Although George W. Bush is a man without intellectual pretensions, his departure from office brings down the curtain on a distinctive era of American political thought. Ideas that recently qualified as smart have suddenly become passé. Propositions once alluringly au courant now appear not simply obsolete but absurd. The bubble of American triumphalism has burst.
That bubble first appeared as the cold war was ending. Triumphalist thinking derived from two widely held perceptions.
- The first was that the unraveling of the Soviet empire had brought history to a definitive turning point. According to this view, the annus mirabilis of 1989 truly was a year of wonders, sweeping aside the old order and opening the door to vast new possibilities.
- The second conviction was that it was up to the United States to determine what was to come next. Basic arithmetic told the story: there had previously been two superpowers; now only one remained. Henceforth, the decisions that mattered would be Washington’s to make.
Triumphalism is the attitude or belief that a particular doctrine, religion, culture, or social system is superior to and should triumph over all others.
Triumphalism may both benefit and prove detrimental to the survival of a doctrine, culture, or social system. Dangers include:
- Impaired ability to judge the value or morality of the group’s actions;
- Cessation of creativity and innovation within the group;
- Blindness to other groups’ strengths and innovations;
- A tendency to over-reach against the group’s competitors, based on an inflated sense of the likelihood of triumph in conflict.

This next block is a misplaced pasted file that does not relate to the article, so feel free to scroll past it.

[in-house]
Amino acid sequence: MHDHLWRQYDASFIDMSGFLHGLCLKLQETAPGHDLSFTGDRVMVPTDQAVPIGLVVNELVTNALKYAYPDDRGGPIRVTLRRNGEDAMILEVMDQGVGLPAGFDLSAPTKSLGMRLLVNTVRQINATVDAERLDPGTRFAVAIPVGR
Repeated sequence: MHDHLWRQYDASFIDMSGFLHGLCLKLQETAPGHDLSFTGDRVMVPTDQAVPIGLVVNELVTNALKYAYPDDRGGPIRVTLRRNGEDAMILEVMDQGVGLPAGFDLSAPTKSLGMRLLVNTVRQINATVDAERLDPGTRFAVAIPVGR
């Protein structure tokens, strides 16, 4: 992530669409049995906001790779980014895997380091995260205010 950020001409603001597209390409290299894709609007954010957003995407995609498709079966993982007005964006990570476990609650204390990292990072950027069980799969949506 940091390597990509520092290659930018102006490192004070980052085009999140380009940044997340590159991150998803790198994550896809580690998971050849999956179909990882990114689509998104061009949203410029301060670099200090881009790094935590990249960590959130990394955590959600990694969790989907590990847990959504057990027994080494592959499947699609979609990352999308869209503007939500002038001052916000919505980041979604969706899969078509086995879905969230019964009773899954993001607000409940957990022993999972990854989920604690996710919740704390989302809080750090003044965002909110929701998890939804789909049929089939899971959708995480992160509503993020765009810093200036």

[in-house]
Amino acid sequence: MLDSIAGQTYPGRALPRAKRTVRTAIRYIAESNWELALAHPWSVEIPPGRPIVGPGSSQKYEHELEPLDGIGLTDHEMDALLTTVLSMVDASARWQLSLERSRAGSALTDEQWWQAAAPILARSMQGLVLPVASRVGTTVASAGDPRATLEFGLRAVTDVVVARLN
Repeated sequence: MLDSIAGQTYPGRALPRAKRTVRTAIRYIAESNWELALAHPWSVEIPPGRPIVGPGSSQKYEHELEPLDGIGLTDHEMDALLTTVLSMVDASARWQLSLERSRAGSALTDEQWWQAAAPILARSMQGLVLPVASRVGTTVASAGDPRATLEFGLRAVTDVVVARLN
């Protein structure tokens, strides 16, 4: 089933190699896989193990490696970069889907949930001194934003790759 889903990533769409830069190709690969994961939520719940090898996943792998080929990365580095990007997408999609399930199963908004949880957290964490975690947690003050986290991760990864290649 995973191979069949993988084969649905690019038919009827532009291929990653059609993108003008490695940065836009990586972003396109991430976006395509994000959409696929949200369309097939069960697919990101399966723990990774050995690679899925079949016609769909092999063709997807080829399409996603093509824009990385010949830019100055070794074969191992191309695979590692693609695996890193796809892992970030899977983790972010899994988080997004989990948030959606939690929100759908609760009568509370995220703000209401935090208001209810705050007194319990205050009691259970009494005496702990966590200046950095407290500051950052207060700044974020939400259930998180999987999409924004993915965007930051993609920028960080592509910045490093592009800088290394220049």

At the same time, triumphalism also provides impetus to proselytization, conquest and the general expansion of a group or doctrine.Many successful historical movements have worked from a triumphalist base. Examples include the Islamic conquests of the 7th century, European colonialism, and the concept of manifest destiny which helped the United States to dominance in North America.
as mass immigration increases diversity, it reduces social cohesion and civic trust
.. the trust problem is not a simple matter of racist natives mistrusting foreigners, since social trust is often weakest among minorities — which is one reason why the most diverse generation in American history, the millennials, is also the least trusting.
.. It’s one reason why campus politics are so toxic, why Democrats struggle to keep their diverse coalition politically engaged
.. Then linked to these ethno-cultural tensions are the tensions of class, where mass immigration favors stratification and elite self-segregation.
.. regions and cities with the largest immigrant populations are often the wealthiest and most dynamic.
.. The hinterlands are also filled with people who might want to move to wealthier regions (or who used to live there) but can’t because an immigrants-and-professionals ecosystem effectively prices out the middle class.
.. Thus our rich and diverse states also often feature high poverty rates when their cost of living is considered, while second and third-generation immigrants often drift into the same stagnation as the white working class